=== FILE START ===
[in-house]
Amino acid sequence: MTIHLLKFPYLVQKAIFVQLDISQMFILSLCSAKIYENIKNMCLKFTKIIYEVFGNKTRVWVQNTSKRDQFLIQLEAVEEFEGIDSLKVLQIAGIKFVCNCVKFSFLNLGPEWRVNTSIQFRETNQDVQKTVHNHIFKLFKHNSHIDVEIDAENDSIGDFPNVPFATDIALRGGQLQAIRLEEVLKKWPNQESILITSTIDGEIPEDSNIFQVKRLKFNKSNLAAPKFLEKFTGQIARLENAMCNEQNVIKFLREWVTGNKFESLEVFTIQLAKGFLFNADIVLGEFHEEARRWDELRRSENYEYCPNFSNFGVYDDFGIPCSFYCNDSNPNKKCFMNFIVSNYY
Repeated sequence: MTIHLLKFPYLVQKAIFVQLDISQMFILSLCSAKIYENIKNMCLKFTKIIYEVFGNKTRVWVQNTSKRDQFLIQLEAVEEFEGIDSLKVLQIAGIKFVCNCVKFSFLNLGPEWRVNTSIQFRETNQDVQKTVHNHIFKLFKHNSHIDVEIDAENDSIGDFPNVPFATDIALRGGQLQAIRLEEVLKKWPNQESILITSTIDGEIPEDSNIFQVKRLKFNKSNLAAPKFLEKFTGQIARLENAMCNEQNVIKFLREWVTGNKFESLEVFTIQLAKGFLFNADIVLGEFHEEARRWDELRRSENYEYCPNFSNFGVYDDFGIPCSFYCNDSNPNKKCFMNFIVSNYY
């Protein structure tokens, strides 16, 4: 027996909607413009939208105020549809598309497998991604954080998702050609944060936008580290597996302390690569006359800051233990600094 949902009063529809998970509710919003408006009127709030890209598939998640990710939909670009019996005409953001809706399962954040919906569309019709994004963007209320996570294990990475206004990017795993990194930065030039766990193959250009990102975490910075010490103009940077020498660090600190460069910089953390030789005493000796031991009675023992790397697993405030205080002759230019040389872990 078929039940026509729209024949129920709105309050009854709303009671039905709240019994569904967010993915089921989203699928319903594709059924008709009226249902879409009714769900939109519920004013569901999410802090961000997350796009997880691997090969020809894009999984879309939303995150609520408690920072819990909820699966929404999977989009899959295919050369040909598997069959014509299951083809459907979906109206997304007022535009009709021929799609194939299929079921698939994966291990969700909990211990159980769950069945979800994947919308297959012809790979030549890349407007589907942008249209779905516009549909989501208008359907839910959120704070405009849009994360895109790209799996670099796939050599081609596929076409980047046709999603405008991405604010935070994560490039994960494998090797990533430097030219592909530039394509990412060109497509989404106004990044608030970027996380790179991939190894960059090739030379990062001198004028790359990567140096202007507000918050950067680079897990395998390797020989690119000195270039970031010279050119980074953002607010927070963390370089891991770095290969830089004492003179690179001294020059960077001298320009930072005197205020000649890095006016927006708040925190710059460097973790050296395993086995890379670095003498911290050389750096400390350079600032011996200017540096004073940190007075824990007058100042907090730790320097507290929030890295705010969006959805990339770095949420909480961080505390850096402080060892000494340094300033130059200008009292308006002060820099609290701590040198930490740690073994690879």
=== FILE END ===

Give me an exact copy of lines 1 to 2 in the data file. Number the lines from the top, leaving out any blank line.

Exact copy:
[in-house]
Amino acid sequence: MTIHLLKFPYLVQKAIFVQLDISQMFILSLCSAKIYENIKNMCLKFTKIIYEVFGNKTRVWVQNTSKRDQFLIQLEAVEEFEGIDSLKVLQIAGIKFVCNCVKFSFLNLGPEWRVNTSIQFRETNQDVQKTVHNHIFKLFKHNSHIDVEIDAENDSIGDFPNVPFATDIALRGGQLQAIRLEEVLKKWPNQESILITSTIDGEIPEDSNIFQVKRLKFNKSNLAAPKFLEKFTGQIARLENAMCNEQNVIKFLREWVTGNKFESLEVFTIQLAKGFLFNADIVLGEFHEEARRWDELRRSENYEYCPNFSNFGVYDDFGIPCSFYCNDSNPNKKCFMNFIVSNYY